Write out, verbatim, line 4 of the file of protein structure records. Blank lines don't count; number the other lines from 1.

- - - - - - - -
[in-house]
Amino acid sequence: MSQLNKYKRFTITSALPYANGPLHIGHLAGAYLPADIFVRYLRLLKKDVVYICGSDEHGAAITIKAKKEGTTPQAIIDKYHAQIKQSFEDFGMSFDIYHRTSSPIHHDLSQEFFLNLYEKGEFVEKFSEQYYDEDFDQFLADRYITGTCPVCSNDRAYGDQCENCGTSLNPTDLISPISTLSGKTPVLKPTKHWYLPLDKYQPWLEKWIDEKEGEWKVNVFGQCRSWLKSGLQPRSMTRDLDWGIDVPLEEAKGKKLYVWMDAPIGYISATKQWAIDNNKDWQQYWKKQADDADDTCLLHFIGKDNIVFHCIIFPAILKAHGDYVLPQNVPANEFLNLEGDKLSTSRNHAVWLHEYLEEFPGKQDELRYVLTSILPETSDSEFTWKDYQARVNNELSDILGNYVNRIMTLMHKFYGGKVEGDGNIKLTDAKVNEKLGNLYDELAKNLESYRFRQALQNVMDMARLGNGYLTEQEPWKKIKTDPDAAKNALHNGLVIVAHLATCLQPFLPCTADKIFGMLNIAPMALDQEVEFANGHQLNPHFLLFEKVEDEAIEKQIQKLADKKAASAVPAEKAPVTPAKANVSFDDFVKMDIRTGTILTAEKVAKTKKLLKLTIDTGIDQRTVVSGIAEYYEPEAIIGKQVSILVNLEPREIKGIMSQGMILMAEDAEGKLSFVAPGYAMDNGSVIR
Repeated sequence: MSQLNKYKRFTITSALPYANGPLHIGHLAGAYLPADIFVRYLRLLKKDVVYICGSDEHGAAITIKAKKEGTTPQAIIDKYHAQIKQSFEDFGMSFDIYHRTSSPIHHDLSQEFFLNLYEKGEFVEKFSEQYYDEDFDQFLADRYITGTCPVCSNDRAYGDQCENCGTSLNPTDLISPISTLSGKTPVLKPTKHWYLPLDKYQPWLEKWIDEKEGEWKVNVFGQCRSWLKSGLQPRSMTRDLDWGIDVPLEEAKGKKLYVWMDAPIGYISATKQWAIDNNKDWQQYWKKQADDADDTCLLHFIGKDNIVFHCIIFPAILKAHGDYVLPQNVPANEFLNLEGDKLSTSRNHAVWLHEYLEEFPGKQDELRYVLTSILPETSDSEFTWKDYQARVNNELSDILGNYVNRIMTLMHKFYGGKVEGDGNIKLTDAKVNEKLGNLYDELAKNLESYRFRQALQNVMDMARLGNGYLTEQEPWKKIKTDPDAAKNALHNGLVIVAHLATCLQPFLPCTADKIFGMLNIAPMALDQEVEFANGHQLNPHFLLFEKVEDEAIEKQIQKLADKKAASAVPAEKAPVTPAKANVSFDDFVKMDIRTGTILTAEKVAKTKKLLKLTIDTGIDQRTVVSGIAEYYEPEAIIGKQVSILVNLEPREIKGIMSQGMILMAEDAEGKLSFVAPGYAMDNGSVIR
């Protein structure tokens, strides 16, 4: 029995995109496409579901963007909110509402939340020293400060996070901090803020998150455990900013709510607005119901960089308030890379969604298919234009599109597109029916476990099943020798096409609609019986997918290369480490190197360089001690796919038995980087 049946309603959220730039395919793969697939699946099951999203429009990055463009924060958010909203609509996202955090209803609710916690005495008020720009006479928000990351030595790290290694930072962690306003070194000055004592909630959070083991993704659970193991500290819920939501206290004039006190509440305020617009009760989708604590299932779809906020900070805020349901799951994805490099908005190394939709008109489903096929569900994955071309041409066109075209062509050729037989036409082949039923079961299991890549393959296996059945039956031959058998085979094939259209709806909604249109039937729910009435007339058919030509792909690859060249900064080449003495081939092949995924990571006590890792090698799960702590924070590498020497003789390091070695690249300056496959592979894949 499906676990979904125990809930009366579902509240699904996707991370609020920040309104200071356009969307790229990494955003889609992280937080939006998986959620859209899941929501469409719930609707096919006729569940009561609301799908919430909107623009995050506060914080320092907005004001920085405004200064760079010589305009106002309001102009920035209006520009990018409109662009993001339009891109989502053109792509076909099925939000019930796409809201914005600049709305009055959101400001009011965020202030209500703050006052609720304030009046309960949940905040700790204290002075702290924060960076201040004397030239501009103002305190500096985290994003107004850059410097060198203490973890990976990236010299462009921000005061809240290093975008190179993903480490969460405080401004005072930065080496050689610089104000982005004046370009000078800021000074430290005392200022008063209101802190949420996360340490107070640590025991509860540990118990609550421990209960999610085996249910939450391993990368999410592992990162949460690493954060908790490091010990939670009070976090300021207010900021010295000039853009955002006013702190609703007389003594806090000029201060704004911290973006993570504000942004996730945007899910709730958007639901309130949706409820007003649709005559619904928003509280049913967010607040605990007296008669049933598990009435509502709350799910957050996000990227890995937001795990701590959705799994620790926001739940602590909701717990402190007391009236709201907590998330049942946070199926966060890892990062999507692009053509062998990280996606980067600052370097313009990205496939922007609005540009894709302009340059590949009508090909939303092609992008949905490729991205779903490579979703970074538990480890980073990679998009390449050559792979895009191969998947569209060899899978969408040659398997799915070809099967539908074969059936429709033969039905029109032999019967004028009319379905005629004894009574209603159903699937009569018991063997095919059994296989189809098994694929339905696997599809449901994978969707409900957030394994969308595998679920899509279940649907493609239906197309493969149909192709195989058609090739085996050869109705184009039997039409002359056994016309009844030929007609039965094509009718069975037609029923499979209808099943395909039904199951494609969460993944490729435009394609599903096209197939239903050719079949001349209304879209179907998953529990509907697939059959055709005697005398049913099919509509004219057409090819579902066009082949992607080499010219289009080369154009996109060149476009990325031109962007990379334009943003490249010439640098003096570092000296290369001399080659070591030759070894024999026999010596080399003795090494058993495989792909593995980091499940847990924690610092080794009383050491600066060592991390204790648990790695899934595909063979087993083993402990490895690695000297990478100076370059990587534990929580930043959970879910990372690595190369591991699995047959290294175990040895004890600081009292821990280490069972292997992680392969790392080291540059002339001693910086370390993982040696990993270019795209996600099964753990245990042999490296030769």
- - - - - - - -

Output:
């Protein structure tokens, strides 16, 4: 029995995109496409579901963007909110509402939340020293400060996070901090803020998150455990900013709510607005119901960089308030890379969604298919234009599109597109029916476990099943020798096409609609019986997918290369480490190197360089001690796919038995980087 049946309603959220730039395919793969697939699946099951999203429009990055463009924060958010909203609509996202955090209803609710916690005495008020720009006479928000990351030595790290290694930072962690306003070194000055004592909630959070083991993704659970193991500290819920939501206290004039006190509440305020617009009760989708604590299932779809906020900070805020349901799951994805490099908005190394939709008109489903096929569900994955071309041409066109075209062509050729037989036409082949039923079961299991890549393959296996059945039956031959058998085979094939259209709806909604249109039937729910009435007339058919030509792909690859060249900064080449003495081939092949995924990571006590890792090698799960702590924070590498020497003789390091070695690249300056496959592979894949 499906676990979904125990809930009366579902509240699904996707991370609020920040309104200071356009969307790229990494955003889609992280937080939006998986959620859209899941929501469409719930609707096919006729569940009561609301799908919430909107623009995050506060914080320092907005004001920085405004200064760079010589305009106002309001102009920035209006520009990018409109662009993001339009891109989502053109792509076909099925939000019930796409809201914005600049709305009055959101400001009011965020202030209500703050006052609720304030009046309960949940905040700790204290002075702290924060960076201040004397030239501009103002305190500096985290994003107004850059410097060198203490973890990976990236010299462009921000005061809240290093975008190179993903480490969460405080401004005072930065080496050689610089104000982005004046370009000078800021000074430290005392200022008063209101802190949420996360340490107070640590025991509860540990118990609550421990209960999610085996249910939450391993990368999410592992990162949460690493954060908790490091010990939670009070976090300021207010900021010295000039853009955002006013702190609703007389003594806090000029201060704004911290973006993570504000942004996730945007899910709730958007639901309130949706409820007003649709005559619904928003509280049913967010607040605990007296008669049933598990009435509502709350799910957050996000990227890995937001795990701590959705799994620790926001739940602590909701717990402190007391009236709201907590998330049942946070199926966060890892990062999507692009053509062998990280996606980067600052370097313009990205496939922007609005540009894709302009340059590949009508090909939303092609992008949905490729991205779903490579979703970074538990480890980073990679998009390449050559792979895009191969998947569209060899899978969408040659398997799915070809099967539908074969059936429709033969039905029109032999019967004028009319379905005629004894009574209603159903699937009569018991063997095919059994296989189809098994694929339905696997599809449901994978969707409900957030394994969308595998679920899509279940649907493609239906197309493969149909192709195989058609090739085996050869109705184009039997039409002359056994016309009844030929007609039965094509009718069975037609029923499979209808099943395909039904199951494609969460993944490729435009394609599903096209197939239903050719079949001349209304879209179907998953529990509907697939059959055709005697005398049913099919509509004219057409090819579902066009082949992607080499010219289009080369154009996109060149476009990325031109962007990379334009943003490249010439640098003096570092000296290369001399080659070591030759070894024999026999010596080399003795090494058993495989792909593995980091499940847990924690610092080794009383050491600066060592991390204790648990790695899934595909063979087993083993402990490895690695000297990478100076370059990587534990929580930043959970879910990372690595190369591991699995047959290294175990040895004890600081009292821990280490069972292997992680392969790392080291540059002339001693910086370390993982040696990993270019795209996600099964753990245990042999490296030769």